Non-Invasive Recognition of Poorly Resolved Integrated Circuit Elements


Matlin, E., Agrawal, M., & Stoker, D. (2014). Non-invasive recognition of poorly resolved integrated circuit elements. IEEE Transactions on Information Forensics and Security, 9(3), 354-363.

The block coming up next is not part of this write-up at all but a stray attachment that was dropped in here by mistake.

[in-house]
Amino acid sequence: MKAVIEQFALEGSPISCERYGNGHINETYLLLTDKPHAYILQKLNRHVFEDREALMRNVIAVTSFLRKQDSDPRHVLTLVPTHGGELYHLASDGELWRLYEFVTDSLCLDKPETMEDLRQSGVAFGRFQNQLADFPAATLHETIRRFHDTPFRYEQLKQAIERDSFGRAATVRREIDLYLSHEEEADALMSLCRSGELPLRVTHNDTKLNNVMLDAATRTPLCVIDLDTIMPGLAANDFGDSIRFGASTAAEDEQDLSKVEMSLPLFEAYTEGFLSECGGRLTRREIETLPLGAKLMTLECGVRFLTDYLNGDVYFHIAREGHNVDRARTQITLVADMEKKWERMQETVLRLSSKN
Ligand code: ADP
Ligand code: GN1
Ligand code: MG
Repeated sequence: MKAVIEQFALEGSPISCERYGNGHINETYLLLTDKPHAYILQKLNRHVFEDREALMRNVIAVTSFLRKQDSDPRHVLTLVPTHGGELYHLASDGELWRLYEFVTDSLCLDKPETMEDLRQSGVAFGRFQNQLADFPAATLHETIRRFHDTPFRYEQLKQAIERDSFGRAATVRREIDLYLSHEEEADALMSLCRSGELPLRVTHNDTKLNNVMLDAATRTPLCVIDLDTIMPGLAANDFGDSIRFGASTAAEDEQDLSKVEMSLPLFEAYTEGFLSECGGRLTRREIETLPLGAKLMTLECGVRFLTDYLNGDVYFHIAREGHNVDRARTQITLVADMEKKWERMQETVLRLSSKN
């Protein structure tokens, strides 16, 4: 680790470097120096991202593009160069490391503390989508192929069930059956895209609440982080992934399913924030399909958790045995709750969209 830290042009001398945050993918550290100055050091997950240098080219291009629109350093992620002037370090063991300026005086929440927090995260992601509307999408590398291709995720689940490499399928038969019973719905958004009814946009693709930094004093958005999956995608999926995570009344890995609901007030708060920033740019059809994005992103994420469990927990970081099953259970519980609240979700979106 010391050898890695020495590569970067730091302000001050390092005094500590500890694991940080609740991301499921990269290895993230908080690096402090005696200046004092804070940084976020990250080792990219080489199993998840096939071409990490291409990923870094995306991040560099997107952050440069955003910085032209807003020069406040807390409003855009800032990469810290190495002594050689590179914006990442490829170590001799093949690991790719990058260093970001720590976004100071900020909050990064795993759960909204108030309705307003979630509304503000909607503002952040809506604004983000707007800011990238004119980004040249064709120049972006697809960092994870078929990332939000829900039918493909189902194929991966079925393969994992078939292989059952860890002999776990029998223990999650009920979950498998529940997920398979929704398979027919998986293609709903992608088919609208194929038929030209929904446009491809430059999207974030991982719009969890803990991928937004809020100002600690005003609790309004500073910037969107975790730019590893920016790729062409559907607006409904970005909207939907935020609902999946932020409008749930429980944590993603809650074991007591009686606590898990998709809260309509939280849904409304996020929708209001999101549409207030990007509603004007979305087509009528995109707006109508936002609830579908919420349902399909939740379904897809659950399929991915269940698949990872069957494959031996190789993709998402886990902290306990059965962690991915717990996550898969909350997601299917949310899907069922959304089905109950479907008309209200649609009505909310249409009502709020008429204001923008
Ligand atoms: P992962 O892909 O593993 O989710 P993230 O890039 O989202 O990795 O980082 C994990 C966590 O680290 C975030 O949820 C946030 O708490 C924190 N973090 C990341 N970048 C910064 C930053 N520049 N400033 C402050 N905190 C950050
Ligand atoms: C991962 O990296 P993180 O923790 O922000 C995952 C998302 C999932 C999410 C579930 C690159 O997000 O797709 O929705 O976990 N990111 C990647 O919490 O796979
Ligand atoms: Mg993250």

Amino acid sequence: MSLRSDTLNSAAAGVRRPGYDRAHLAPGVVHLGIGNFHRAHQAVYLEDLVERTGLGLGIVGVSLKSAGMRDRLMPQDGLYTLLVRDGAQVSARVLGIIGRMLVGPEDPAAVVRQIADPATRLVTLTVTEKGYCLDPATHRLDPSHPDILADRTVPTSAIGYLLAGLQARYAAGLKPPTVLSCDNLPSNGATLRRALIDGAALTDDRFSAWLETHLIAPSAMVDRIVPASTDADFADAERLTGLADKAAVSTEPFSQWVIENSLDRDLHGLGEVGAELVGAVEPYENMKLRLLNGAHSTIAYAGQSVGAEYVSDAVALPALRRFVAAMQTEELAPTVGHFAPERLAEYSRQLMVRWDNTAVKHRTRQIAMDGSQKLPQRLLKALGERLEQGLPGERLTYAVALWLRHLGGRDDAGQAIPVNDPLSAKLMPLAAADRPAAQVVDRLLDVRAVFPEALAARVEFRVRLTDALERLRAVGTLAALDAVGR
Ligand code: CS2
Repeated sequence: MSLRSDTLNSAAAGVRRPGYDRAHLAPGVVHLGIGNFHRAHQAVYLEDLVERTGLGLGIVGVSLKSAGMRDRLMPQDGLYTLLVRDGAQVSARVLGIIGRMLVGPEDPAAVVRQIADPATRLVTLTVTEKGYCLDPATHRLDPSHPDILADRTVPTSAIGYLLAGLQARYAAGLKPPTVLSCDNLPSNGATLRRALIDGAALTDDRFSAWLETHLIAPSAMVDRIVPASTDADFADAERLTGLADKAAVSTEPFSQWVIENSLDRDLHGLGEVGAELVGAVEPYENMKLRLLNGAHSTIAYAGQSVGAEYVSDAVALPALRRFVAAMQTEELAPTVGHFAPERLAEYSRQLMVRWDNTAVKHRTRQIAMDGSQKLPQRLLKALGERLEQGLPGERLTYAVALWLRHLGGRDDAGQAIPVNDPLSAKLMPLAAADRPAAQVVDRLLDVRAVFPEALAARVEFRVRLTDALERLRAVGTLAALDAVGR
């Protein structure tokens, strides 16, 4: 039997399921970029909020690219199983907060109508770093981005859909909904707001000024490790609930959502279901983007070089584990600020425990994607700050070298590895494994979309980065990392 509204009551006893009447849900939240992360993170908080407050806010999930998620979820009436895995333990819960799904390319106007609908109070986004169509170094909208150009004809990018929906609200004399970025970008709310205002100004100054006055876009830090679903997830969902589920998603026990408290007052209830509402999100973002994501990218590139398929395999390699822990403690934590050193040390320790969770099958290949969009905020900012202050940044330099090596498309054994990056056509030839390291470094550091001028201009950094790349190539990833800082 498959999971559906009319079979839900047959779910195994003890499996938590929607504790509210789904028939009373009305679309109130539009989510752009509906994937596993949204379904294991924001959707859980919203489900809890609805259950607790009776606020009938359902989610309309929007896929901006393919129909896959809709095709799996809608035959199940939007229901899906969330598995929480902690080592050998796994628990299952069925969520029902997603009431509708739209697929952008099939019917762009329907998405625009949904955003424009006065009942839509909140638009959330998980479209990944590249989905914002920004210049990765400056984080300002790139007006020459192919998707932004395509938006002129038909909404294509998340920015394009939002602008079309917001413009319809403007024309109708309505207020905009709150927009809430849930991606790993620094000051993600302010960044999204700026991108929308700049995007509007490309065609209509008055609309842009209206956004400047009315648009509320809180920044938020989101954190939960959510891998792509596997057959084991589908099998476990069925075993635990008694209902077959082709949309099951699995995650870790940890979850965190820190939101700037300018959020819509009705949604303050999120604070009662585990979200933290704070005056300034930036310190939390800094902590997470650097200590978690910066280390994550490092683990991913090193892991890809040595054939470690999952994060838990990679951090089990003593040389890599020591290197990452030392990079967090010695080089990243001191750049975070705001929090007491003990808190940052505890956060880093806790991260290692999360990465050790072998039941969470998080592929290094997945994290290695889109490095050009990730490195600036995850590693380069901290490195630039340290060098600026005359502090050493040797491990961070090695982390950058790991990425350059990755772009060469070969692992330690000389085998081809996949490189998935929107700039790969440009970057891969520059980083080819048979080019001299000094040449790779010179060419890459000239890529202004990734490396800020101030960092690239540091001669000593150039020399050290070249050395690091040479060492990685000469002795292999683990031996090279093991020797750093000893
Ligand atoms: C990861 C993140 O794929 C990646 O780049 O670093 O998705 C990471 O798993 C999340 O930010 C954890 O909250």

We present a non-invasive method for recognition of components in a digital CMOS integrated circuit (IC). We use a confocal infrared laser scanning optical microscope to collect multimodal images through the backside of the IC. Individual modes correspond to passive reflectivity measurements or active measurements, such as light-induced voltage alteration. The modes are registered and stored in a multidimensional data cube. We apply a machine learning algorithm using a binary representation to identify a variety of data structures from transistors to entire logic cells. Because of the compact representation, objects can be detected rapidly. We show that by increasing the number of imaging modes used to develop the descriptor, we can significantly increase recognition accuracy. The approach allows recognition of poorly resolved components, whose primary distinguishing features are below traditional optical resolution limits, and is general enough to be applied to multiple design processes. We believe this represents a significant step toward a fully non-invasive IC reverse engineering system.

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